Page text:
How often have you seen the phrase, "came up with"? For example, we "came up with" a new strategy. If you pay attention to your writing and the writing of others, you will see this kind of construction often. It is called a "phrasal," a verb with an adverb attached to it.
You will never have to remember that word, phrasal, unless you get a shot at "Jeopardy." "I'll take English grammar for $100, Alex." So, don't memorize it, but remember the notion. You don't have to use three words when one will do. In the case of "came up with," we prefer "we DEVELOPED a new strategy" or "we CREATED a new strategy" or "PROPOSED a new strategy."
That said, phrasals perform a useful function in idiomatic writing, when the adverb modifies the verb. Take the verb "run" and the many adverbs that attach themselves to it. Some one can run away. Or, you can run into a long lost friend. Or, God forbid, you might run over that friend. If you watch your language, you'll quickly get the run down on run!
Or, consider the mighty midget, "up." For one of the smallest words in the English language, it may just have the longest definition in the dictionary. It has so many uses thanks to its remora-like attachment to a host of verbs. For example, you might fix up an old engine and have it take up lots of space in the garage, or work up a thirst before opening up a can of brew, while you size up the situation. You might just give up, go into the house and dress up for the mechanics ball, if you are up to it, you might wind up with a great date.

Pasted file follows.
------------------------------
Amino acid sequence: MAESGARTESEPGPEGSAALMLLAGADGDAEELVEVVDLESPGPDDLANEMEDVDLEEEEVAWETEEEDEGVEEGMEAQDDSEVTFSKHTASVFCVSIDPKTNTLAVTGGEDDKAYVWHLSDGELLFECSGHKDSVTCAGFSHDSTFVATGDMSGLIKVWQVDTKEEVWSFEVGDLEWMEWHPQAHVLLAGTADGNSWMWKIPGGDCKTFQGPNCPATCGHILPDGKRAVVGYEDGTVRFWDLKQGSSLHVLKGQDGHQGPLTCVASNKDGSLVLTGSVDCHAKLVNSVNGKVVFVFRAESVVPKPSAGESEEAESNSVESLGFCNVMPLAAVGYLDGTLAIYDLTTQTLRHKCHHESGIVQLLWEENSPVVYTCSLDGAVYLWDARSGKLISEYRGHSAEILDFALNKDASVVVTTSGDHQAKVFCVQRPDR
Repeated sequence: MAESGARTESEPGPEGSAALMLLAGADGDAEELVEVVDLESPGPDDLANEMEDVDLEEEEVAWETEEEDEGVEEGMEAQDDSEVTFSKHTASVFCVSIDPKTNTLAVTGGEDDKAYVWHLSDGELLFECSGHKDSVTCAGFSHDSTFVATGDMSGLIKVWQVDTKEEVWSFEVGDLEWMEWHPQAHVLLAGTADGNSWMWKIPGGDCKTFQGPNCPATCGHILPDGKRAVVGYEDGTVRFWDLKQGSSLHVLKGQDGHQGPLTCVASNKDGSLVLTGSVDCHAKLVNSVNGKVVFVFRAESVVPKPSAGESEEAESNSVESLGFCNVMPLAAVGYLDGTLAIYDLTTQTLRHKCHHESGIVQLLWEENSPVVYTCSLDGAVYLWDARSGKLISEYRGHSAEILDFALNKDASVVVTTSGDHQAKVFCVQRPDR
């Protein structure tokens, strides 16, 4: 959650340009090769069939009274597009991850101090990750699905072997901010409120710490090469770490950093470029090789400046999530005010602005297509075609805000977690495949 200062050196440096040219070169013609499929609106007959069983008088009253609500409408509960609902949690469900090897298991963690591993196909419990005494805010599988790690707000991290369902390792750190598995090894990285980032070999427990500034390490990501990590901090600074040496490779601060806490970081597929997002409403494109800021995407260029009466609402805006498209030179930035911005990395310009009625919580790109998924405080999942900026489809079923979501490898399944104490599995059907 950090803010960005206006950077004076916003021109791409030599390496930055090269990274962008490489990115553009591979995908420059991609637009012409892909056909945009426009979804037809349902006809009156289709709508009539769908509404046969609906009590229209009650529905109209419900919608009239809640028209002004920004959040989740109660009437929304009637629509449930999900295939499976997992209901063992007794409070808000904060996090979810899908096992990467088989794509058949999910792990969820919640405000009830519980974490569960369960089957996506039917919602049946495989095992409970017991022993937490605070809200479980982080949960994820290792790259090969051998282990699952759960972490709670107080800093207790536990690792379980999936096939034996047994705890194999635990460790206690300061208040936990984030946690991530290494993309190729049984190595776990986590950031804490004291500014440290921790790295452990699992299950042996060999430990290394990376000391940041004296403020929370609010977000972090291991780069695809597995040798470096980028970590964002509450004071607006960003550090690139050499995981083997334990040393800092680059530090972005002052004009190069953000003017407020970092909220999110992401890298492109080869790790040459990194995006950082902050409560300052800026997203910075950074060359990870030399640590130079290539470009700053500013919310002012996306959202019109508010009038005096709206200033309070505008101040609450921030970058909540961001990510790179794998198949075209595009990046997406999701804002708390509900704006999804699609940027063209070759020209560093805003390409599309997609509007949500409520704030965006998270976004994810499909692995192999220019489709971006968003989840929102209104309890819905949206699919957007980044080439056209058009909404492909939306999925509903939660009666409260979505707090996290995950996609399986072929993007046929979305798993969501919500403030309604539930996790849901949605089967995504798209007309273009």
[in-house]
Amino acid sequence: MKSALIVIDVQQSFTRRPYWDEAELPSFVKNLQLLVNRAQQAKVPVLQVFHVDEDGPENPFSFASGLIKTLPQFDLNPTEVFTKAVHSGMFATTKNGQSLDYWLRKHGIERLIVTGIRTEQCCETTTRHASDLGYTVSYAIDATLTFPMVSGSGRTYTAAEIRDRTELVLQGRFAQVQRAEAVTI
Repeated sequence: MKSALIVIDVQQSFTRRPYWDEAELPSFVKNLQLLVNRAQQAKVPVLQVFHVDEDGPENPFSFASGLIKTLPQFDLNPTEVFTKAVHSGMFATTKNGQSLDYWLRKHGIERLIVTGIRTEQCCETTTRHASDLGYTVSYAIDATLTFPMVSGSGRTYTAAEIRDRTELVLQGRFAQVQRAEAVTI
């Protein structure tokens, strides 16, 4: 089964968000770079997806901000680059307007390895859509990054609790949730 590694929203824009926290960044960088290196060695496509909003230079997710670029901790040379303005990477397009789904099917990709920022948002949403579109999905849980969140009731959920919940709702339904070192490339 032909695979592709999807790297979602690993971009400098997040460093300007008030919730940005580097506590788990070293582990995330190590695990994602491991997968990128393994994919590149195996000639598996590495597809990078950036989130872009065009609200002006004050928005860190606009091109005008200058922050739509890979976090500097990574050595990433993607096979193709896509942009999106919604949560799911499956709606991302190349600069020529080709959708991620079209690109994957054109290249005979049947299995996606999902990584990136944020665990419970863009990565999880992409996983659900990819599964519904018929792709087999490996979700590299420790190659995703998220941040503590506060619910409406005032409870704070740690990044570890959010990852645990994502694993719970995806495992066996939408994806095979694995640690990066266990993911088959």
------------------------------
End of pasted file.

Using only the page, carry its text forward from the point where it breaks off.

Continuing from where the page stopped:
Or, if you decide to be less idiomatic, you might repair an old engine and have it occupy a lot of space while you open a beer and review the situation before quitting to shower, shave and prepare for the ball (I was greatly tempted to say "spruce up"). And, if all goes well (a phrasal?), and you persevere, you may get lucky! All because you came to the point and used one word instead of three!